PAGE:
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DNA Sequencing Is Cracking Down on Shark Poaching

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Channel: Seeker
Categories: Environmental   |   Science   |   Technology  
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About one in five fish sold around the world are captured illegally. But proving that a fish was poached can be especially difficult once it gets to shore. Now, a new device is taking forensics to a genetic level allowing field experts to crack down on shark poaching.
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Illegal fisheries, today, is actually a really big business, So the US, for example, is the largest importer of seafood in the world. About 30% of that seafood, we think, comes from illegal fishing.

It's kind of an international crime nexus at this point. And that's what causes people to fish for sharks, take their fins, and then export these to various countries.

Technology has a really big role in improving our capacity for surveillance in the oceans, and for reducing ocean crime and wildlife crime.

#illegalfisheries #sharks #wildlifecrime #technology #wildlife #wildcrime #seeker #nature #conservation

Read More:
Up to 1 in 5 Fish Sold Is Caught Illegallyand Other Surprising Illegal Fishing Facts
Our ocean is under assault from a battery of threats that are damaging ecosystems, depleting fish stocks, and changing the marine environment. One of those threats gets relatively little attention but is both serious and solvable: large-scale illegal fishing.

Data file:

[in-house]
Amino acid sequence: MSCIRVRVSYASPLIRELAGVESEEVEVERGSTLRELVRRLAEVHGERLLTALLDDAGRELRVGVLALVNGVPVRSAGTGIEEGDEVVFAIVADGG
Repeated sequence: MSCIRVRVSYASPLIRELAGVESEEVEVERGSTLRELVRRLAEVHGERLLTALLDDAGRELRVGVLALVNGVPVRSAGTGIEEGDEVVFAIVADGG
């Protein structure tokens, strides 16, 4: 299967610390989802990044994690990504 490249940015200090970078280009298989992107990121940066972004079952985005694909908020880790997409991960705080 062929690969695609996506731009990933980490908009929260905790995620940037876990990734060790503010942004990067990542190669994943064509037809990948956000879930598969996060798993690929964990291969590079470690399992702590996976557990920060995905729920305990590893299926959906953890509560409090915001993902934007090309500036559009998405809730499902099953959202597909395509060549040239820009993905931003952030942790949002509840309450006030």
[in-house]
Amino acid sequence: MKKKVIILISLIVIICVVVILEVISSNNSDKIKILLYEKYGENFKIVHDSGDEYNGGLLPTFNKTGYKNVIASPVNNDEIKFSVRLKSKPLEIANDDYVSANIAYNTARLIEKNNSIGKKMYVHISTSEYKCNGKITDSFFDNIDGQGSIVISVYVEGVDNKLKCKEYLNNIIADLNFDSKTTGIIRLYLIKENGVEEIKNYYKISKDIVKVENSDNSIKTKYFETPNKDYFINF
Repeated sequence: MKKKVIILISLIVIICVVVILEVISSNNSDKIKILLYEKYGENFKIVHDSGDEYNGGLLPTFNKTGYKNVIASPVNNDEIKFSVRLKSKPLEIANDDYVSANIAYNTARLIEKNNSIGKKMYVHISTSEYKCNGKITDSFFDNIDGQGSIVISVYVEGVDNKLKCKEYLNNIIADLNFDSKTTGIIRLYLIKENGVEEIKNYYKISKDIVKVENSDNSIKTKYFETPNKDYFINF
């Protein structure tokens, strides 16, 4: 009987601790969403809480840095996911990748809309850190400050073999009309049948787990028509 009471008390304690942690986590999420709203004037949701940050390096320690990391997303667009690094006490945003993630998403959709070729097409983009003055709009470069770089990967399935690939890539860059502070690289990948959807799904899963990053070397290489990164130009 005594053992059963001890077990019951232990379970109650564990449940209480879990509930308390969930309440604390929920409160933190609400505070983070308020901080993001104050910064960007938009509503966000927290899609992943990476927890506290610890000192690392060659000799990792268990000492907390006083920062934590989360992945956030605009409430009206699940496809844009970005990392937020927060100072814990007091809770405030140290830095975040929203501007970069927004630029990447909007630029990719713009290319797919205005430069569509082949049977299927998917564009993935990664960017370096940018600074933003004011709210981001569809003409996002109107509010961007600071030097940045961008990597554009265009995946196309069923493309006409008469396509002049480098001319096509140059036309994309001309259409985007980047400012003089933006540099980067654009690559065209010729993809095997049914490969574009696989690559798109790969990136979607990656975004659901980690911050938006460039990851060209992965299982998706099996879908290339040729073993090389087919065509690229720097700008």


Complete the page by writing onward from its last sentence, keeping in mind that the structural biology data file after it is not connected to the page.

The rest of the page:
Shark Finning: Sharks Turned Prey
Sharks have been feared hunters ever since people first observed them swimming in the vast ocean. Yet today, sharks are declining rapidly on a global scale because humans have replaced them as the ocean's top predators.

100 Million Sharks Killed Every Year, Study Shows On Eve of International Conference on Shark Protection
One of the most comprehensive studies ever compiled on illegal shark killing brings new startling statistics. An estimated 100 million sharks are killed every year around the world, a number that far exceeds what many populations need to recover.


Across the globe, elephants are poached for their tusks, pangolins for their scales, and totoaba fish for their bladders. Tackling the fourth largest crime industry in the world isnt easy, but biologists, roboticists, detectives and even NASA scientists are getting creative in the hopes of making a difference. In this Seeker series, well investigate true stories of wildlife crime and meet the people who are working to protect the worlds most endangered and persecuted animals.

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